Snowmobiling in Maine has been a staple of winter life for the majority of residents since the inception of the winter-centered vehicles for recreational use in the 1950s. People come from all over North America to visit Maine for snowmobiling adventures as well as sight seeing. The state isn’t short on places to visit or activities to participate in, but what are some standout experiences to witness?
The B-52 crash site
On January 24th, 1963 a B-52 aircraft was performing a training mission above the Maine wilderness when the vertical stabilizer malfunctioned. The craft experienced some rough turbulence near Moosehead Lake causing the tail to be ripped off from the rest of the aircraft. As a result, the plane crashed near Elephant Mountain and only two crew members survived out of the nine on board. Since this crash, the site has been a popular expedition for snowmobilers. By taking Maine’s Interconnected Trail System (ITS) 85 towards Greenville, the crash site is just 15 miles north of Greenville. The crash site still has lots of fuselage and debris remaining as well as a monument to those who lost their lives that day.
Who doesn’t want to see Maine’s tallest waterfall in the middle of winter? Moxie Falls is a near 90-foot drop. It can be quite the view, either frozen or thawed. The trail can be found off of ITS 86 west/ITS 87 north towards The Forks. Once you’re on the trail, it’s a three mile ride to where you can park your sled and walk just a hair over a quarter mile to the Falls. The trip is only about ten miles from Kennebec River Brewery as well which could make for a nice refreshment following a quick trip.
Ghost Trains of the Allagash
At the beginning of the 20th century, the paper mills of the Millinocket region were running constantly and in need of large amounts of raw materials. A contract was made with King Ed LaCroix with Great Northern Paper in 1926 to transport these materials by train through the region in Northern Maine called the Allagash. The railroad moved 6500 cords of wood each week for the mills for years. But in 1933, the Great Depression caused a decrease in demand for newsprint which lead to an abandonment of the railroad and its locomotives. The trains sat for years untouched and have become a popular tourist attraction. To access the trains via snowmobile, you’ll want to travel to Chesuncook Lake House. You can fill up your gas tank there and check in to see the best route to the trains. Due to the logging industry in the area, the best route to the trains changes.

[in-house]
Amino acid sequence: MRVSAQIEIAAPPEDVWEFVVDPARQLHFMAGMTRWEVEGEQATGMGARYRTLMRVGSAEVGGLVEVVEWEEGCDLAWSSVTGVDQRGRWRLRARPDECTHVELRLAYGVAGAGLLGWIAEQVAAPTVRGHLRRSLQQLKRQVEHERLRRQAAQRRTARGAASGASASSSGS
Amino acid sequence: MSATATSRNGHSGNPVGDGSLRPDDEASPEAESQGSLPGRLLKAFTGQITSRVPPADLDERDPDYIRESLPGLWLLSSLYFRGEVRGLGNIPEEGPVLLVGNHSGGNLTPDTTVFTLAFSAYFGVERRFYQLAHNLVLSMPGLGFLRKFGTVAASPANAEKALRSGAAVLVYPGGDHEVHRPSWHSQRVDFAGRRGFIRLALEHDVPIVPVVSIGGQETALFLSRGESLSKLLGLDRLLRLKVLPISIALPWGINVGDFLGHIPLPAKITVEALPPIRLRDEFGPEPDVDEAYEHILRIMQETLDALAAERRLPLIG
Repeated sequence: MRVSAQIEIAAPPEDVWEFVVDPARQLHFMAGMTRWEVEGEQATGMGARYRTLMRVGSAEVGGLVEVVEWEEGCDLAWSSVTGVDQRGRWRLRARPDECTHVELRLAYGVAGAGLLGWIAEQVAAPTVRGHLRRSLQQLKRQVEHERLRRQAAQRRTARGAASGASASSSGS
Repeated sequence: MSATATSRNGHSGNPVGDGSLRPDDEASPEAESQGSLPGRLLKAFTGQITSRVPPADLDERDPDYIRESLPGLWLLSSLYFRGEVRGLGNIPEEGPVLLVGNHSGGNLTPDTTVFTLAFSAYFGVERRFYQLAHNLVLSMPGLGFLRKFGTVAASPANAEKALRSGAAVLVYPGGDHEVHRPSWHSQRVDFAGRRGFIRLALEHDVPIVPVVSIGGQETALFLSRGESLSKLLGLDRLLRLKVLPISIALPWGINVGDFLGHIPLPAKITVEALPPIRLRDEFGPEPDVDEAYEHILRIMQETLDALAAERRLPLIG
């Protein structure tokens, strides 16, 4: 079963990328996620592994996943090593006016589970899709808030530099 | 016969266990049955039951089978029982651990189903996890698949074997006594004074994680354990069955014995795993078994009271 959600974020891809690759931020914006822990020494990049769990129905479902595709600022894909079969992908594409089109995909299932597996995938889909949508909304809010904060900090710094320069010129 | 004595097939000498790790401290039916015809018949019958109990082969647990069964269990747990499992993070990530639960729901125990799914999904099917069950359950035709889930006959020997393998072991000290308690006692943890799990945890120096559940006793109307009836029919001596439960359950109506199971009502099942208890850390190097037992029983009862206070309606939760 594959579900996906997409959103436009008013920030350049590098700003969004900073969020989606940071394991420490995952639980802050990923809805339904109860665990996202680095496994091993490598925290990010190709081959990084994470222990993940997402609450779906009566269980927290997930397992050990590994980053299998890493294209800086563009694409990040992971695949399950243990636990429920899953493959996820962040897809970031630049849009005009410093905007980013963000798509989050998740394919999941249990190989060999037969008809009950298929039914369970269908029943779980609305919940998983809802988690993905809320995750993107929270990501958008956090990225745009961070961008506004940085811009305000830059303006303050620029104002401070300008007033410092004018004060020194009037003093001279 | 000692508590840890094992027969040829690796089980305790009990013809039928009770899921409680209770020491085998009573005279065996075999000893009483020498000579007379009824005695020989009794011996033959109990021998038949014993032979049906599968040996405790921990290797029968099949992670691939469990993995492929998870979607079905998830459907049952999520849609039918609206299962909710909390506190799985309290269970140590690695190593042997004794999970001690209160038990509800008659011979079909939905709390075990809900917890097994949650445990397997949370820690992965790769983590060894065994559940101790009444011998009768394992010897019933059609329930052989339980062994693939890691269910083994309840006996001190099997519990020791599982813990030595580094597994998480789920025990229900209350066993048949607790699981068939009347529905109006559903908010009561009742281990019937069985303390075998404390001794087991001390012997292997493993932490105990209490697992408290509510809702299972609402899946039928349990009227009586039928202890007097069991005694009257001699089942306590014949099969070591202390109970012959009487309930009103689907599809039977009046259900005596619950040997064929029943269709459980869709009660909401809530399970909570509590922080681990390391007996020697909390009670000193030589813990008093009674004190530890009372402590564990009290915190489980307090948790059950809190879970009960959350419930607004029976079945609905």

Baxter State Park
Baxter State Park is a huge attraction for the entire state all year around. The views of Mount Katahdin are absolutely breathtaking from various trails in the area. Trails stemming from the 5 Lakes Lodge Bed and Breakfast offer some beautiful views from lakes in the area and if you want to go further into the park offer a great access point through the Katahdin Loop trail. The Katahdin Loop weaves through the lakes of the area and offers the best views of the mountain. 5 Lakes Lodge can be found on South Twin Lake and also host a snowmobile club, the JoMary Riders.
Coburn Mountain is the highest altitude groomed snowmobile trail in Maine at the height of 3,717 feet. The trail may be difficult for sledding beginners. It’s a two-mile-long climb of 2,500 feet to the summit of the mountain. The final mile stretch from a radio tower to the peak is narrow and steep. It can only be groomed when there are proper weather conditions. While challenging, this ride will not disappoint. Once at the top, there is a tower that is safe to climb offering amazing view of Maine’s mountains in the distance on a clear day. The trail up Coburn Mountain can be found off of ITS 89, north of West Forks.
These are just a few examples of the large snowmobile trail system that Maine has to offer. If you’re looking for adventure, there’s no better place to start. When out on the trails, it’s not just the destination but the journey as well. Talk with other riders along the way and you’ll almost certainly come home with more destinations in mind for your next adventure into the Maine woods.